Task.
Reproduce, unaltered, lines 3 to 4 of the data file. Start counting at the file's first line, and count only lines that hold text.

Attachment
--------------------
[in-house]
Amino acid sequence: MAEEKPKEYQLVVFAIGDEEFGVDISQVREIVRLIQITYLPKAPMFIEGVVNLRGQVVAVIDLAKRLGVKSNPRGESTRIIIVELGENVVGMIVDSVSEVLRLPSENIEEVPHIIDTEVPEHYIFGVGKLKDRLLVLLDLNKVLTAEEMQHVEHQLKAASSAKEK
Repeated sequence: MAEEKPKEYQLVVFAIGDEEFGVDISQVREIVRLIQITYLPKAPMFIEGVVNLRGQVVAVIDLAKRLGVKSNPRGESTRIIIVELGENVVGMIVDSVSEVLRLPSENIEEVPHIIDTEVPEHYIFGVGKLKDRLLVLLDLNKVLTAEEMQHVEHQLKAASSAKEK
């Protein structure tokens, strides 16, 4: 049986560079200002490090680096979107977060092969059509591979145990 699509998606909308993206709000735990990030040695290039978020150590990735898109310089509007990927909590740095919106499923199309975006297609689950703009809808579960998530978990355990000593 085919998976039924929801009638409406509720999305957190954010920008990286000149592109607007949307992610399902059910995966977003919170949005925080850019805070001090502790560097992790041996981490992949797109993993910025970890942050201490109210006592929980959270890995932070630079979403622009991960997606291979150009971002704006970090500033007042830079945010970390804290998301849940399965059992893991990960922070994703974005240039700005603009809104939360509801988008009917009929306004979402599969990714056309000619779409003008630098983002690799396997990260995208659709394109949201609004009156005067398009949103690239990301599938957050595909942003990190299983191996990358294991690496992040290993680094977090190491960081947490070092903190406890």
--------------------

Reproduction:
Repeated sequence: MAEEKPKEYQLVVFAIGDEEFGVDISQVREIVRLIQITYLPKAPMFIEGVVNLRGQVVAVIDLAKRLGVKSNPRGESTRIIIVELGENVVGMIVDSVSEVLRLPSENIEEVPHIIDTEVPEHYIFGVGKLKDRLLVLLDLNKVLTAEEMQHVEHQLKAASSAKEK
């Protein structure tokens, strides 16, 4: 049986560079200002490090680096979107977060092969059509591979145990 699509998606909308993206709000735990990030040695290039978020150590990735898109310089509007990927909590740095919106499923199309975006297609689950703009809808579960998530978990355990000593 085919998976039924929801009638409406509720999305957190954010920008990286000149592109607007949307992610399902059910995966977003919170949005925080850019805070001090502790560097992790041996981490992949797109993993910025970890942050201490109210006592929980959270890995932070630079979403622009991960997606291979150009971002704006970090500033007042830079945010970390804290998301849940399965059992893991990960922070994703974005240039700005603009809104939360509801988008009917009929306004979402599969990714056309000619779409003008630098983002690799396997990260995208659709394109949201609004009156005067398009949103690239990301599938957050595909942003990190299983191996990358294991690496992040290993680094977090190491960081947490070092903190406890």